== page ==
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Getting positive results from difficult situations – how do you get them?

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This article links to my last one on attitudes and behaviour, in which we looked at how emotional we can become when faced with a difficult situation.  This article focuses on turning difficult situations around by understanding attitudes and values and so someone’s behaviour.  The focus is on getting positive results from difficult situations.

If you remember the scenario I left you with:

I had a really difficult situation some time ago at work, delivering a course for a FTSE 100 company, on which a delegate asked me if he could leave on day 1 at 3:00pm. The organisation was really hot on finish times, they didn’t like courses finishing early, so I was in a awkward position. How did I get a positive result from this difficult situation?

To try and gain some thinking time, always a good idea, I asked the guy why he needed to leave at 3:00pm. He replied that he was a dog breeder, that his bitch was at a fertile time and he needed to be home by 5:30pm, because the owner of another dog was bringing him over to mate.

We previously looked at the difference between someone’s attitude and their behaviour.  Behaviours are real, and as such can be heard, seen or even felt.  In comparison, attitudes are the responses to situations that might drive someone’s behaviour, which we are not party to, and may not understand.

In this scenario the delegate is:Getting positive results from difficult situations

  1. Asking for two and a half hours off work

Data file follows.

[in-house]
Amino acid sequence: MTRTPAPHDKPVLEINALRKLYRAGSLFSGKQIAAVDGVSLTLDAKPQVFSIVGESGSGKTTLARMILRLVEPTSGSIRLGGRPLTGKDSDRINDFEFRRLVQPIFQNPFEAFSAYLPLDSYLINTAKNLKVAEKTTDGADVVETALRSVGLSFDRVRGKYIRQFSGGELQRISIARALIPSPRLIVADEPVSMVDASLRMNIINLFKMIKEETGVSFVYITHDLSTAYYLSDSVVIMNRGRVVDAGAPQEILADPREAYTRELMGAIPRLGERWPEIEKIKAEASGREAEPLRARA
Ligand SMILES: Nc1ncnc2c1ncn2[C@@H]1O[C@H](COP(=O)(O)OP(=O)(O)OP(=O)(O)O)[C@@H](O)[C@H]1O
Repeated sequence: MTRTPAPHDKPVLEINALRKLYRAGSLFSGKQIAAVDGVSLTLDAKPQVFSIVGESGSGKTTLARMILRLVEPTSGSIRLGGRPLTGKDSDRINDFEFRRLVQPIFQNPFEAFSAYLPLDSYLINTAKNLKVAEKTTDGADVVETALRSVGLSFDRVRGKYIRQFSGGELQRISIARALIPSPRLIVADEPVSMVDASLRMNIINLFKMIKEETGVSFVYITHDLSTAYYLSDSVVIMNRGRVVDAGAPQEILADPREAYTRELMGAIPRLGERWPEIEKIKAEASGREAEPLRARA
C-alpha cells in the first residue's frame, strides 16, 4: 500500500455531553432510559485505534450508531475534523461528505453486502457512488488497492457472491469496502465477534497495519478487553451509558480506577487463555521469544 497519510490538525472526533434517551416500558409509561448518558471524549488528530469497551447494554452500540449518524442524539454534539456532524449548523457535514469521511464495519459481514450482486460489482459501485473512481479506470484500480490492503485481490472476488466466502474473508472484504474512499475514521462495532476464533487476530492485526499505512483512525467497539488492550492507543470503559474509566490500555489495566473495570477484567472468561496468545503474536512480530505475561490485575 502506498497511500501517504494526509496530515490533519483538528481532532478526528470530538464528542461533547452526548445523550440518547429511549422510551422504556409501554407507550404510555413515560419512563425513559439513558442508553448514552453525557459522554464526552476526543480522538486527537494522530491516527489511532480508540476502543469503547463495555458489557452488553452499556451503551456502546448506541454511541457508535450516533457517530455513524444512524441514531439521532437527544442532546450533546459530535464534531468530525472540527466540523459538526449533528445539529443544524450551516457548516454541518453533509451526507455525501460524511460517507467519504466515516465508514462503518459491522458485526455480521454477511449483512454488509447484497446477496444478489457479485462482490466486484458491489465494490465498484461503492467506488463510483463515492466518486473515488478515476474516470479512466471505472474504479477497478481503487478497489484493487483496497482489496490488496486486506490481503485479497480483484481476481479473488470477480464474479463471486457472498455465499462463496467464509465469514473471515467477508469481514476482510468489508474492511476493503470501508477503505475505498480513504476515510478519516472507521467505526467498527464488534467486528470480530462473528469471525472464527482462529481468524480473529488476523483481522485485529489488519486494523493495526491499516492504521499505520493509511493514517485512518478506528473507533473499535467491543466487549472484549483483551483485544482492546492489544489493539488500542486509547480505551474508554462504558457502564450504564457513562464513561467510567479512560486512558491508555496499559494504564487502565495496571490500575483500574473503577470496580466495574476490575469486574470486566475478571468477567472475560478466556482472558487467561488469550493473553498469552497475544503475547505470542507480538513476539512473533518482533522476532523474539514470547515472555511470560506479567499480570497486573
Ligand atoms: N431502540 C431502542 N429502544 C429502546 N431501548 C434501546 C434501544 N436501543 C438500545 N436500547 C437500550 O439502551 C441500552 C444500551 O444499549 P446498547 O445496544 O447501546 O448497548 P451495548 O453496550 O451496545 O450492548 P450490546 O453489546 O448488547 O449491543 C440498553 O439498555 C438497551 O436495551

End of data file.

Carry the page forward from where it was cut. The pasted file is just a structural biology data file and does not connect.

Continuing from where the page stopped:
2. Making a polite request
  3. Asking permission from someone that does not have the power to give it
  4. Making the request in a public forum

 

I really had to deal with points 1 and 3 in this scenario, because the impact of 4 on me would have been highly negative.  Again, how did I get a positive result from this negative situation?

The fact that the delegate was making his request politely, allowed me an opportunity to build our relationship through some direct praise, once I had responded to the request.

What should I do?  Which of the delegate’s behaviours needed to be changed or maintained?  In the first place, it was inappropriate to ask for two and a half hours off work at the start of the course, and secondly, for the delegate to ask the tutor, who couldn’t give permission to give exactly that!

What was the impact of that behaviour?  It put me in a difficult position, as all the other delegates might then have reasons to go early.  In addition,  the FTSE 100 company that commissioned the training expected all their staff to stay for the duration of the agreed course. It also delayed the start of the course for all fifteen people, which could have had an effect on the amount of time spent on certain aspects of the material.